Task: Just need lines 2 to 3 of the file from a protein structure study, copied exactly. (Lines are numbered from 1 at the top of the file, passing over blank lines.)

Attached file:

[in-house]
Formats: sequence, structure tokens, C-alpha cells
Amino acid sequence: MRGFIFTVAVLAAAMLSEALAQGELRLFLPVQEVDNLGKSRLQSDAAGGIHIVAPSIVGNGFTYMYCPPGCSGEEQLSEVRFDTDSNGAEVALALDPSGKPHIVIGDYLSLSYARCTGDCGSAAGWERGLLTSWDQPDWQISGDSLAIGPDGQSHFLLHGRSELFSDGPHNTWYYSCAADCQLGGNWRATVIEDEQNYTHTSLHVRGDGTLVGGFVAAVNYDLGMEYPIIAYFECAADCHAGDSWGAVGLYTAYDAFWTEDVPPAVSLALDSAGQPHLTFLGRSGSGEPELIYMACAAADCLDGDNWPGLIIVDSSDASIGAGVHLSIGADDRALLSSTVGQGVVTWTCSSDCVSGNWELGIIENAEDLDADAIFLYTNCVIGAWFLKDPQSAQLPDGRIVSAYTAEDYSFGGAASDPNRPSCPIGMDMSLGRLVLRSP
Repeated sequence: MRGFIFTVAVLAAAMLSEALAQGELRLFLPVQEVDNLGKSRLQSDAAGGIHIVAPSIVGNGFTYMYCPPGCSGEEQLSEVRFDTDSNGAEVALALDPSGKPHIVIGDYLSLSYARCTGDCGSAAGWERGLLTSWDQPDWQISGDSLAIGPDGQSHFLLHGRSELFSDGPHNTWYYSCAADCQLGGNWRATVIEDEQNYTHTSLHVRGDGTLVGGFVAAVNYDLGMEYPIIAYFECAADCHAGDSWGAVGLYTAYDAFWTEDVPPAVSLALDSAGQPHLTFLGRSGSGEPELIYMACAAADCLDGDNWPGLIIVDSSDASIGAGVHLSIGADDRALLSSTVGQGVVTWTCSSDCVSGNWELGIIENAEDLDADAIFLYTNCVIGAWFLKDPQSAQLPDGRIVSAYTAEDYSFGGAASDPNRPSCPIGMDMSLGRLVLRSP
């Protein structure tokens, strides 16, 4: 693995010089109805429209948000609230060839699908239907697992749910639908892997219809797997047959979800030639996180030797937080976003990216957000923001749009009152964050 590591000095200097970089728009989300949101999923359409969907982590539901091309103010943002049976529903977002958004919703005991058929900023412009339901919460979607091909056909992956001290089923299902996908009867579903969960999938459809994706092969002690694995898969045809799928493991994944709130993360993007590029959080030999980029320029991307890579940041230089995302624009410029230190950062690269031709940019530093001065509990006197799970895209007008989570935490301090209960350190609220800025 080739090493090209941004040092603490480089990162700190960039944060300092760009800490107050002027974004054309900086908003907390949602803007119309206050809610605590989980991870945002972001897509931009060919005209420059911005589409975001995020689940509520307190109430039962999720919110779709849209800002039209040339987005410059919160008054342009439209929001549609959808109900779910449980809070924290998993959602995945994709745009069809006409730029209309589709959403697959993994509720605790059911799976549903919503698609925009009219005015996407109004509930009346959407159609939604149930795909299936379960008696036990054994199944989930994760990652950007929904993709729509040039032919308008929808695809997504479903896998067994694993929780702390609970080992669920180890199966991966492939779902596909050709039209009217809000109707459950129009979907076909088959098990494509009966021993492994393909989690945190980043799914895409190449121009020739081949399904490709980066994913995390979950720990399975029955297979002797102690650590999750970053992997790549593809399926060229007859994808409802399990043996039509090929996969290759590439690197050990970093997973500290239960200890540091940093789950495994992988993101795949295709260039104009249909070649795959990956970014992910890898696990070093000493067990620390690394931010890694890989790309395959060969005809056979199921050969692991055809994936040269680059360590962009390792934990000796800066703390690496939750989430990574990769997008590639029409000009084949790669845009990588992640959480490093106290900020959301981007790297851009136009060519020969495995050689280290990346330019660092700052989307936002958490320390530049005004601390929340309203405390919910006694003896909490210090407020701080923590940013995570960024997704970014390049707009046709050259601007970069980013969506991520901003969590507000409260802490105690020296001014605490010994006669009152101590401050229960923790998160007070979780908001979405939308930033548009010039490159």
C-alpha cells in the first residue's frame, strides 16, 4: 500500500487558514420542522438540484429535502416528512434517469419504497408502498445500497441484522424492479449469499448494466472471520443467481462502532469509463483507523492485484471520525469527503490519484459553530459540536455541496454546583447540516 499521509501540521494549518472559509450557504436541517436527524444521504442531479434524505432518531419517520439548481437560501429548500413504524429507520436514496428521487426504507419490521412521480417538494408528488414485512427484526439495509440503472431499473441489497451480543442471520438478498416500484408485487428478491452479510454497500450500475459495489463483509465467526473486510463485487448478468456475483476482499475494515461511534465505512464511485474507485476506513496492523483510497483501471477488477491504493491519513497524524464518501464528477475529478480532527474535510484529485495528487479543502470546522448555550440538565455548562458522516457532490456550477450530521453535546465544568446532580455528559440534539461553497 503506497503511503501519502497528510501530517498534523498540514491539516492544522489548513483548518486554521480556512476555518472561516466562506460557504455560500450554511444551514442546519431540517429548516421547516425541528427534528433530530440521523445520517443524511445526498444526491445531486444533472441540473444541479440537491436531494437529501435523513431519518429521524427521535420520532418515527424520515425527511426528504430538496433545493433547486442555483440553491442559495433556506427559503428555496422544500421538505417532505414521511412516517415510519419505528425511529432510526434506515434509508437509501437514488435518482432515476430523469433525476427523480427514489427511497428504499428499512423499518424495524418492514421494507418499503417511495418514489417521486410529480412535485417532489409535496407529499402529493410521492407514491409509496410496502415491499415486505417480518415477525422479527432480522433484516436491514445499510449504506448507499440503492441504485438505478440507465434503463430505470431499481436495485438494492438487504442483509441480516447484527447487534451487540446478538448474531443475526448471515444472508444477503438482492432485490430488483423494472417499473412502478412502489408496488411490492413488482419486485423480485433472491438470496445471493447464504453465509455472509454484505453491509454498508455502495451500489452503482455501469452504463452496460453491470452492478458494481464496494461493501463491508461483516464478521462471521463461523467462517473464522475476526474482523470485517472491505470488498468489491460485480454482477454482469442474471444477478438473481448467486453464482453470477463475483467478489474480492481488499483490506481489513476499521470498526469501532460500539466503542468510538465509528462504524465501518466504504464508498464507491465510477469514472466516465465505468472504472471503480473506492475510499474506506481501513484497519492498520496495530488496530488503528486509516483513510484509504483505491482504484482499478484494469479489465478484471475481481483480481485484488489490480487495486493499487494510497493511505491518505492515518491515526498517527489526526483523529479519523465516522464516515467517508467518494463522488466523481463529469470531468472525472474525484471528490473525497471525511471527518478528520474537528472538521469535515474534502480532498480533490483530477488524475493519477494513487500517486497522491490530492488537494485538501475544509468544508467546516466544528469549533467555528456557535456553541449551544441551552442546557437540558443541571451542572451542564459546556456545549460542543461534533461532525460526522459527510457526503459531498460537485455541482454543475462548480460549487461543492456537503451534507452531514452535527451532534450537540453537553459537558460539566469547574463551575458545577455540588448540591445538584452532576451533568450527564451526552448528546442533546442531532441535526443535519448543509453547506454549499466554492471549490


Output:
Formats: sequence, structure tokens, C-alpha cells
Amino acid sequence: MRGFIFTVAVLAAAMLSEALAQGELRLFLPVQEVDNLGKSRLQSDAAGGIHIVAPSIVGNGFTYMYCPPGCSGEEQLSEVRFDTDSNGAEVALALDPSGKPHIVIGDYLSLSYARCTGDCGSAAGWERGLLTSWDQPDWQISGDSLAIGPDGQSHFLLHGRSELFSDGPHNTWYYSCAADCQLGGNWRATVIEDEQNYTHTSLHVRGDGTLVGGFVAAVNYDLGMEYPIIAYFECAADCHAGDSWGAVGLYTAYDAFWTEDVPPAVSLALDSAGQPHLTFLGRSGSGEPELIYMACAAADCLDGDNWPGLIIVDSSDASIGAGVHLSIGADDRALLSSTVGQGVVTWTCSSDCVSGNWELGIIENAEDLDADAIFLYTNCVIGAWFLKDPQSAQLPDGRIVSAYTAEDYSFGGAASDPNRPSCPIGMDMSLGRLVLRSP